From the newsroom to the classroom

 

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The classroom where I teach two courses at Washington State University Vancouver.

I’m five weeks deep into the 2017 winter quarter at Portland State University, already halfway done with the 10-week term. Across the river, five weeks in means I’m a third of the way though the 16-week spring semester at Washington State University Vancouver.

I’m teaching one course at PSU on Monday-Wednesday and two at WSUV on Tuesday-Thursday and, yes, that’s keeping me plenty busy. (I also work four afternoons a week at a local nonprofit, but let’s not go there right now.)

As I write this on a Saturday morning, I’m struck by how fast the time goes, particularly when snow days force cancellation of classes — two at each campus — during the first two weeks. Throw in the King Day holiday and that’s another day we didn’t hold class at PSU.

But who’s complaining?

Fourteen months after leaving The Oregonian/OregonLive, I’ve got plenty on my plate.

***

Here I am this weekend with nearly 70 essays to grade, three chapters to read in three textbooks, two guest speakers to prepare for next week, and dates and times to confirm with a half-dozen more guests I’ve lined up in next couple of months.

Surely, this is nothing out of the ordinary for anyone who teaches full-time or even as an adjunct. Classroom time is just part of the deal. Planning and prep time take up a lot of intellectual energy, too, but the many administrative tasks involved — grading papers, maintaining a grade book, posting weekly schedules and lecture notes online, emailing students — account for far more time.

But, again, who’s complaining?

When I agreed to teach three classes at once, I knew I was in for a challenge. But the rewards are definitely worth it.

There is no better time to be teaching Media Literacy than now. When you’ve got a new administration declaring war on the press, throwing out phony accusations of fake news, and offering “alternative facts” as a diversion from verifiable facts that show Trump and his minions in an unflattering light, well, it’s the perfect time for a course like this.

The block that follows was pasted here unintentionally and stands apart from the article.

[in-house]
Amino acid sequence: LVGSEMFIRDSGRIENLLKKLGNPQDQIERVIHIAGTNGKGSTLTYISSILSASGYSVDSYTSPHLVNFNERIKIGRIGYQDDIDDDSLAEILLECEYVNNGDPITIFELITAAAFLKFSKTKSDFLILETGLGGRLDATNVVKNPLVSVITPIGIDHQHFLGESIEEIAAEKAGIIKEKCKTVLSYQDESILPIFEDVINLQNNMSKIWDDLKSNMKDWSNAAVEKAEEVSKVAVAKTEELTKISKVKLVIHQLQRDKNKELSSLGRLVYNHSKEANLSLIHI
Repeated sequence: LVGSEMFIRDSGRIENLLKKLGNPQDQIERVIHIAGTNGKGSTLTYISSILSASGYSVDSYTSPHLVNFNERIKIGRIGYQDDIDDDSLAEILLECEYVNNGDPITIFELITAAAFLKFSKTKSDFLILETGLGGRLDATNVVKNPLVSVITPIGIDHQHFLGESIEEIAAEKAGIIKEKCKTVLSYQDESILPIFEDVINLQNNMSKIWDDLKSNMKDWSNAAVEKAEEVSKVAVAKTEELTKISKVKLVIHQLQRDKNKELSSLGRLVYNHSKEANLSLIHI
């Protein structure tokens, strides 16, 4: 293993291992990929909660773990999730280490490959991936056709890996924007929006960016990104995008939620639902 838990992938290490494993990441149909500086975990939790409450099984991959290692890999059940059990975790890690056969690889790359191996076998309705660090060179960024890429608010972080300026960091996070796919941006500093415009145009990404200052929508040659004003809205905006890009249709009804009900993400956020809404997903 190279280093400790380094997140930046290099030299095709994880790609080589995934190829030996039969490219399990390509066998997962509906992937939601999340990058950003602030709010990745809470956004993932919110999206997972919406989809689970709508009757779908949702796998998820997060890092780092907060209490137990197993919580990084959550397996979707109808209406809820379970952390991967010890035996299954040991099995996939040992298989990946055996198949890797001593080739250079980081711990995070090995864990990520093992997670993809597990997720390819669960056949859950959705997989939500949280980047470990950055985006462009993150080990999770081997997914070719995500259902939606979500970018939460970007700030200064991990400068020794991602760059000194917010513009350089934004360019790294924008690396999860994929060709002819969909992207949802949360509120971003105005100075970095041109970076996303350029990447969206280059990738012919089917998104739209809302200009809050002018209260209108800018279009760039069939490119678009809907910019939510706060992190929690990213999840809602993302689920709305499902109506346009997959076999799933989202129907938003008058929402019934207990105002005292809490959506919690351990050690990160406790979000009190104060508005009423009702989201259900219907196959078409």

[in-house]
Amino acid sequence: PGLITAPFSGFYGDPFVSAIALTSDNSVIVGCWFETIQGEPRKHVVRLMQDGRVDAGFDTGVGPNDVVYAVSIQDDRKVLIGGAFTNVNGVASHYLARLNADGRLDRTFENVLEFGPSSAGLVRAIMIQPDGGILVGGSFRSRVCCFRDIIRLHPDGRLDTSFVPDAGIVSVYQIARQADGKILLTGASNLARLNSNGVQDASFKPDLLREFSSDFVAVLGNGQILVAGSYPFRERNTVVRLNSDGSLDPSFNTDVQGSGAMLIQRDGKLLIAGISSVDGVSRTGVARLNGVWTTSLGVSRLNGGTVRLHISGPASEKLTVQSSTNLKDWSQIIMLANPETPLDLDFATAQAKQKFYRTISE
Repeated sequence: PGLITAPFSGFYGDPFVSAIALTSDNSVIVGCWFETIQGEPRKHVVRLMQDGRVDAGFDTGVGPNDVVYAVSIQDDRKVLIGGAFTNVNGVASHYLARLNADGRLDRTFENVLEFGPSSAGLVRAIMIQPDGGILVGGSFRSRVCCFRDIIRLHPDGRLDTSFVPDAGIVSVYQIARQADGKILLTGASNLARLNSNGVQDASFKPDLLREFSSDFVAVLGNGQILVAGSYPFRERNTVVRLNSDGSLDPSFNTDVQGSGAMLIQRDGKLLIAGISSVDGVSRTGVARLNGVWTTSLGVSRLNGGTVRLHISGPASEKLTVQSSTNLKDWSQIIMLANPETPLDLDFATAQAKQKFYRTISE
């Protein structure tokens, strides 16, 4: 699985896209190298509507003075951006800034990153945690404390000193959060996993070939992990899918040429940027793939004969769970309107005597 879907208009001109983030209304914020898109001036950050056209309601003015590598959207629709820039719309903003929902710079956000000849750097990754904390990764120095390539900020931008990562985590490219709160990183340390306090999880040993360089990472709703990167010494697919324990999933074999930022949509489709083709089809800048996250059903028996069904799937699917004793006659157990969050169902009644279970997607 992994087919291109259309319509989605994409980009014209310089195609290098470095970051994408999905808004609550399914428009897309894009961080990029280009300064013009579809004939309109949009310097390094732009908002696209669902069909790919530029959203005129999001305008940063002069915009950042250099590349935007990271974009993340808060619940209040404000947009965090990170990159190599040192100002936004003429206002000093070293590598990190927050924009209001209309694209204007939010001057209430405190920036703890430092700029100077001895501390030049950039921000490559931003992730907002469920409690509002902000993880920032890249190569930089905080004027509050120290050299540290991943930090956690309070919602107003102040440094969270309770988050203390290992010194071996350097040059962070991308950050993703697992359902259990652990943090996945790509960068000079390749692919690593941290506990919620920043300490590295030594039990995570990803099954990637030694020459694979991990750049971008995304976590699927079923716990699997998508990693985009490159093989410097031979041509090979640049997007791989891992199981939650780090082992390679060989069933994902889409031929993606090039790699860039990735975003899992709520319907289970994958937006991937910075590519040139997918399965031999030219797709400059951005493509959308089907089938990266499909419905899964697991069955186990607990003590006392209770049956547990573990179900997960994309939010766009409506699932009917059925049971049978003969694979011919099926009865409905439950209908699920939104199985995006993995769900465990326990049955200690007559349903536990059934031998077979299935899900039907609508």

My students at PSU have eagerly engaged on the subject, admitting their own shortcomings when it comes to digital literacy but also getting quickly up to speed in understanding who is providing what content (news, opinion, advertising) on the internet and for what purpose.

In Vancouver, I’m having a great time teaching Sports and the Media, holding up organized sports as a mirror of society. Coverage of sports has gone so far beyond just games, scores and hero worship to an era of athlete activism and self-marketing and wart-and-all coverage of coaches, players and programs. I present sports as a mirror of society, touching on racism, sexism, politics, entertainment, marketing and campus sexual abuse, among other topics. (Great timing to have Super Bowl 51 come along to illustrate the intersection of so many of these themes.)

I’m also teaching Reporting Across Platforms, traditionally a writing-intensive course designed to prepare students for producing words and images for print, broadcast and digital. I’m going at it somewhat differently, in light of the fact that many students are non-communications majors (let alone non-journalism majors) and have never done journalism in their life.

Accordingly, I’m trying to provide more context about the challenges facing today’s multimedia journalists in an era of 24/7 news and social media rather than emphasize basic skills of reporting, interviewing, writing and tweeting. The students are taking baby steps, but they’re also getting introduced to media ethics and the realities of a profession under siege.

I’ll check in again when the quarter and semester are done.

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I met for coffee recently with Gosia Wozniacka, a former reporter at The Oregonian and the Associated Press, who is now teaching a journalism class at Clark College in Vancouver. We compared notes on teaching.

For now, I take comfort in knowing I’m making a difference in how these young people are seeing things more clearly now — and even putting actions behind their words.